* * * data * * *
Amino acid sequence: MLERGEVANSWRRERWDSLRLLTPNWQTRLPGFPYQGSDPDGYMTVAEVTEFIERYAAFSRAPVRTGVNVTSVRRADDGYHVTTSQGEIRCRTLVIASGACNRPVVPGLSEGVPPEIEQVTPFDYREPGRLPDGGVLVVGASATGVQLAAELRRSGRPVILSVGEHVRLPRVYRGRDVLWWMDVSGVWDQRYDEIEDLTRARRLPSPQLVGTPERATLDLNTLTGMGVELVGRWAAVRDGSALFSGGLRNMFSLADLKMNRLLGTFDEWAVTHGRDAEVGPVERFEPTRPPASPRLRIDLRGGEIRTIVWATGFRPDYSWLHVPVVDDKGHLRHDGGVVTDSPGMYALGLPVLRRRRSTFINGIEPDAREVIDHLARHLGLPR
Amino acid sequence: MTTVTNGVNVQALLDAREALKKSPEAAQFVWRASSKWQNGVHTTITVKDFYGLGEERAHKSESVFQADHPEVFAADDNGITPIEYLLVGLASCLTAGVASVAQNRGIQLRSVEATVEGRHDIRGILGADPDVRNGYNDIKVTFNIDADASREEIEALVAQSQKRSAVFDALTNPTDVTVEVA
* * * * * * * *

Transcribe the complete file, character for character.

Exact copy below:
Amino acid sequence: MLERGEVANSWRRERWDSLRLLTPNWQTRLPGFPYQGSDPDGYMTVAEVTEFIERYAAFSRAPVRTGVNVTSVRRADDGYHVTTSQGEIRCRTLVIASGACNRPVVPGLSEGVPPEIEQVTPFDYREPGRLPDGGVLVVGASATGVQLAAELRRSGRPVILSVGEHVRLPRVYRGRDVLWWMDVSGVWDQRYDEIEDLTRARRLPSPQLVGTPERATLDLNTLTGMGVELVGRWAAVRDGSALFSGGLRNMFSLADLKMNRLLGTFDEWAVTHGRDAEVGPVERFEPTRPPASPRLRIDLRGGEIRTIVWATGFRPDYSWLHVPVVDDKGHLRHDGGVVTDSPGMYALGLPVLRRRRSTFINGIEPDAREVIDHLARHLGLPR
Amino acid sequence: MTTVTNGVNVQALLDAREALKKSPEAAQFVWRASSKWQNGVHTTITVKDFYGLGEERAHKSESVFQADHPEVFAADDNGITPIEYLLVGLASCLTAGVASVAQNRGIQLRSVEATVEGRHDIRGILGADPDVRNGYNDIKVTFNIDADASREEIEALVAQSQKRSAVFDALTNPTDVTVEVA